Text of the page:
Sam Wyche, former Cincinnati Bengals coach who reminded fans they 'don't live in Cleveland,' dies at 74

Sam Wyche of the Cincinnati Bengals stands on the sideline during a 1987 NFL game against the Pittsburgh Steelers.

(CNN)Sam Wyche, the former NFL coach who helped popularize the no-huddle offense and brought the Cincinnati Bengals tantalizingly close to a Super Bowl win in the late 1980s, died Thursday, the league announced.

He was 74.
Wyche was head coach for the Bengals from 1984 to 1991, and for the Tampa Bay Buccaneers from 1992 to 1995, compiling a regular-season record of 84-107.
      His most successful season as head coach came in the 1988 season, when his Bengals went 12-4 and made it to Super Bowl XXIII, where they lost 20-16 on a last-minute touchdown pass from San Francisco 49ers quarterback Joe Montana.
        "Sam was a wonderful guy," Bengals President Mike Brown said Thursday. "We got to know him as both a player and a coach. As our coach, he had great success and took us to the Super Bowl. He was friends with everyone here, both during his tenure as head coach and afterwards. We not only liked him, we admired him as a man.
          "He had a great generosity of spirit and lived his life trying to help others. We express our condolences to Jane and his children Zak and Kerry."
          Buccaneers owner Bryan Glazer also offered his condolences.
          "Sam's innovative approach to offense left a lasting mark on the game of football," Glazer said. "As our head coach in the early 1990s, Sam was instrumental in drafting cornerstone players such as John Lynch, Derrick Brooks and Warren Sapp, who were all key foundational parts of our eventual Super Bowl championship (in 2003)."

          He famously reminded Bengals fans that they 'don't live in Cleveland'

          Wyche's legacy in Cincinnati includes a famous on-the-fly remark that endeared him to Bengals fans and stoked the city's rivalry with Cleveland, home to the NFL's Browns.
          While the Bengals were playing the Seattle Seahawks in December 1989, fans in Cincinnati's Riverfront Stadium were throwing snowballs at opposing players. Referees paused the game, and Wyche took an on-field microphone.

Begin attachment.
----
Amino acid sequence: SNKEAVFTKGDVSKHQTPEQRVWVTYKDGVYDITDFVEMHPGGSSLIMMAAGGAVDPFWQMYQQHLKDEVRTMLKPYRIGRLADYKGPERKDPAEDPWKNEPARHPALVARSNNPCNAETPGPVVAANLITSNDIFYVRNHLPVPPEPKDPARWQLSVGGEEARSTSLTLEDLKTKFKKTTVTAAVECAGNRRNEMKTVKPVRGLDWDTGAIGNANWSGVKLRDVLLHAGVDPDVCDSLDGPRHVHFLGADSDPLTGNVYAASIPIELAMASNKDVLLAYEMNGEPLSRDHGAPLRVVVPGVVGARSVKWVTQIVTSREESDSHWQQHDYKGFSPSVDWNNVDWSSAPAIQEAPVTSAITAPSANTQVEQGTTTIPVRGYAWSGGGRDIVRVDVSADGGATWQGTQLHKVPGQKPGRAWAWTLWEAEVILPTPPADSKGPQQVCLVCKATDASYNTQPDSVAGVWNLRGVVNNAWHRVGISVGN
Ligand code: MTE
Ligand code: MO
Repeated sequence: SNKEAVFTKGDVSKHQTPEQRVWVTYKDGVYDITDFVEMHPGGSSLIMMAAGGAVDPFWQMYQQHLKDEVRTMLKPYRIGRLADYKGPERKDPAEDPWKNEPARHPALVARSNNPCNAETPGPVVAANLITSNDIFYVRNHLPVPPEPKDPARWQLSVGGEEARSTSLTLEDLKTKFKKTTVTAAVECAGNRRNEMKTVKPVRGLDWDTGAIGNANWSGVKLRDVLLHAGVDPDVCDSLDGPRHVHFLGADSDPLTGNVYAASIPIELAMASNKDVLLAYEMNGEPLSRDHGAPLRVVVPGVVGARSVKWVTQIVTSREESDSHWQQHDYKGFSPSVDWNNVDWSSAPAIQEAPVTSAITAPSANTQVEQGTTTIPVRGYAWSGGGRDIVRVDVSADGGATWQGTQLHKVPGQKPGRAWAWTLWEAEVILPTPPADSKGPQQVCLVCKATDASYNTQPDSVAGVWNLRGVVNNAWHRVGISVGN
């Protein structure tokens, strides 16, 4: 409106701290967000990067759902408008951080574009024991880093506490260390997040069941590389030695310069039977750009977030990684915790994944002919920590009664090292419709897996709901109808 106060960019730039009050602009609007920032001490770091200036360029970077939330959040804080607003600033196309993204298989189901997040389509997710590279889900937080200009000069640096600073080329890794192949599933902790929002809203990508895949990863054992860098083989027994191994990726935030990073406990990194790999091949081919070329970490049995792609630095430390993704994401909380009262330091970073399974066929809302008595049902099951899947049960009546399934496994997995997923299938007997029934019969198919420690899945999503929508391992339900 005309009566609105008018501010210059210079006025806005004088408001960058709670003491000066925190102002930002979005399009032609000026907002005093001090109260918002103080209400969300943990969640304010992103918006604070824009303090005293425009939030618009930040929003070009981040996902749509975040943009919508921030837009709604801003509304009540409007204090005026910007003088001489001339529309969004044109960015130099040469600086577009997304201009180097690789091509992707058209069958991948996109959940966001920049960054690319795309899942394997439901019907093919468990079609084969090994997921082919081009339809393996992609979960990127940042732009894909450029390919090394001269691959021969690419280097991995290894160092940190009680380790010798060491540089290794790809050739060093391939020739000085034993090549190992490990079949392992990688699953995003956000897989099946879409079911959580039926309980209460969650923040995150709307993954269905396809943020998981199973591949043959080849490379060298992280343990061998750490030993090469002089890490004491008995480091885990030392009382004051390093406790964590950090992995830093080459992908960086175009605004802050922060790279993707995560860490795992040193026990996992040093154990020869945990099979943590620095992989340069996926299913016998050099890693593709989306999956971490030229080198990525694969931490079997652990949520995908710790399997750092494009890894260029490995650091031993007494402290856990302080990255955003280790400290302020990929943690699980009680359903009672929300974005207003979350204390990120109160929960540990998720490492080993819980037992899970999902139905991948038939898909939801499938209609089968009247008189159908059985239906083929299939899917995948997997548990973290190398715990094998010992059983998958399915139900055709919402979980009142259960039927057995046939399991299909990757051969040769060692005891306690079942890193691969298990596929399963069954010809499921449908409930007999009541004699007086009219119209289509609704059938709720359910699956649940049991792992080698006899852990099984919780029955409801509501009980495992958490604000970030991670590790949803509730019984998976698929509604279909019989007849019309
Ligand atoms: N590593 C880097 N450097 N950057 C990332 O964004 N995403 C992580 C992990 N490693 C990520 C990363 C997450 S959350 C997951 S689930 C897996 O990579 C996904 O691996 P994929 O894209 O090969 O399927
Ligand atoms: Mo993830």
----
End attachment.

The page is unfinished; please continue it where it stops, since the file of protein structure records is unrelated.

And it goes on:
First, he asked fans to point out any snowball throwers so they could be thrown out.
          Then he thundered, "You don't live in Cleveland. You live in Cincinnati!" before relinquishing the mic. The crowd roared.
          "I had no clue what I was going to do. This was not choreographed in any shape or form," Wyche recalled to "The Rich Eisen Show" in 2018.
          "And then I looked up at the owners box saying, 'I just lost or I just secured my job," he said. "And (Bengals owner) Paul Brown was knee-slapping laughing ... and I knew I was OK."

          He was an offensive innovator

          After attending Furman University in South Carolina, Wyche played sparingly for eight seasons in the NFL as a quarterback in the 1960s and 1970s, including three seasons for the Bengals.
          He joined the 49ers as an assistant coach in 1979, and was on staff for the team's first Super Bowl victory -- a 26-21 win over the Bengals in 1982.
          He was head coach at Indiana University in 1983, and he took the Bengals' head coaching position the next season.
          He is regarded as the first NFL coach to use the no-huddle offense throughout the game, rather than saving it for the final moments of each half.
          One of Wyche's more renowned players, former Bengals quarterback Boomer Esiason, said on Twitter on Thursday that Wyche "was an innovator and took chances that no coach ever would.
            "He was an even better human being," Esiason wrote. "He loved his players and always kept it interesting. He taught me how to be a NFL QB. My heart breaks for his wife Jane his kids Zak and Kerry."
            Wyche also had been a volunteer coach at Pickens High School in South Carolina, where he lived, CNN affiliate WYFF reported.